The History of the Piñata
The world’s spinning. Not because of what you had to drink last night, but because someone just blindfolded you and actually spun you around in circles. That’s the beginning of the ancient dance that leads to the bludgeoning of the piñata, a birthday party and holiday staple that’s most closely connected to the Mexican culture—but likely finds its roots in the Far East.
Given that piñatas are typically made out of papier-mâché, the going theory is that they originated in China (the Chinese invented paper, by the way). However, the Chinese version of the piñata was made for the new year or during springtime, were made to look like farm animals, and filled with seeds. (Sorry, no mini-Snickers.) The object was then burned, and the ashes kept around as a good luck charm.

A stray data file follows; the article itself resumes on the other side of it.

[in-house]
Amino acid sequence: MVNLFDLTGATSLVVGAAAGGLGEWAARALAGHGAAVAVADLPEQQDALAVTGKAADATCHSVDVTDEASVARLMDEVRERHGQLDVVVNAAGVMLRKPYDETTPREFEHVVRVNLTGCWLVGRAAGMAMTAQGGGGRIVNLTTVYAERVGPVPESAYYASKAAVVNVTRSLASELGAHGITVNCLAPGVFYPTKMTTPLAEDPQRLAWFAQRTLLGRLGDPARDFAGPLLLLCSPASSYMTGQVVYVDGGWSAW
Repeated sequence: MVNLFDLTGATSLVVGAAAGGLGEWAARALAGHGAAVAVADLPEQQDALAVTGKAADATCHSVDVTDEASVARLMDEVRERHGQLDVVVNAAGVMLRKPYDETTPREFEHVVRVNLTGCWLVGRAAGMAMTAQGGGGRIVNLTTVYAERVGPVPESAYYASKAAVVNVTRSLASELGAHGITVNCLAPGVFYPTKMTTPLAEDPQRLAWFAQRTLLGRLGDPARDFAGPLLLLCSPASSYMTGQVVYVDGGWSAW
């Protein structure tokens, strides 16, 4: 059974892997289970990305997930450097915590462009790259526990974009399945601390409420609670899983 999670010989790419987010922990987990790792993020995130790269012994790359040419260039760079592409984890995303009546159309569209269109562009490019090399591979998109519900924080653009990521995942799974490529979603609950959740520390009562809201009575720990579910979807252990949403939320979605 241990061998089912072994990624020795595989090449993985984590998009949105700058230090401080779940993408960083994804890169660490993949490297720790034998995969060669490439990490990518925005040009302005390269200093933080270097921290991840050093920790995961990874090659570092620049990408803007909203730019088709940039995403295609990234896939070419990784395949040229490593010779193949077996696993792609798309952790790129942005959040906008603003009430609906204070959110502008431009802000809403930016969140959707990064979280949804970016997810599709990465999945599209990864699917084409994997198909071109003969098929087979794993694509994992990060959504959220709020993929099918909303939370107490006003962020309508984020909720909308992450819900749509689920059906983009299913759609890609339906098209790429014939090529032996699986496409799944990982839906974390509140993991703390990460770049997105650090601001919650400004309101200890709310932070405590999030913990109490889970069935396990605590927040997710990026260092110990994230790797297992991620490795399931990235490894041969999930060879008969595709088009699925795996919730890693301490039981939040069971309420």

Subsequently, it’s believed that 13th-century explorer Marco Polo brought the Chinese concept back to Italy, where it eventually spread to nearby Spain. By the 16th century, Spanish missionaries brought the piñata to Mexico—where somewhat conveniently, the Mexican Indians already had a similar tradition that involved a clay pot attached to a pole and then the beat-down. Their piñata had originally been a ceremonial offering to the Aztec god of war, but the missionaries used it to explain the old good versus evil conundrum. (The beating of the piñata symbolized the removal of sin from the being.)
These days, the piñata’s not only a popular fruit- or candy-filled birthday party ice-breaker, but is also enjoyed during the Christmas holiday in Mexico. It’s also been used recently to make a statement—a political one. Sales of the Donald Trump piñata seem to be on the rise, at least according to the Santa Fe New Mexican.
To get an inside scoop of how piñatas are made and one family’s long history in the piñata business, watch the dizzying GoPro video below.
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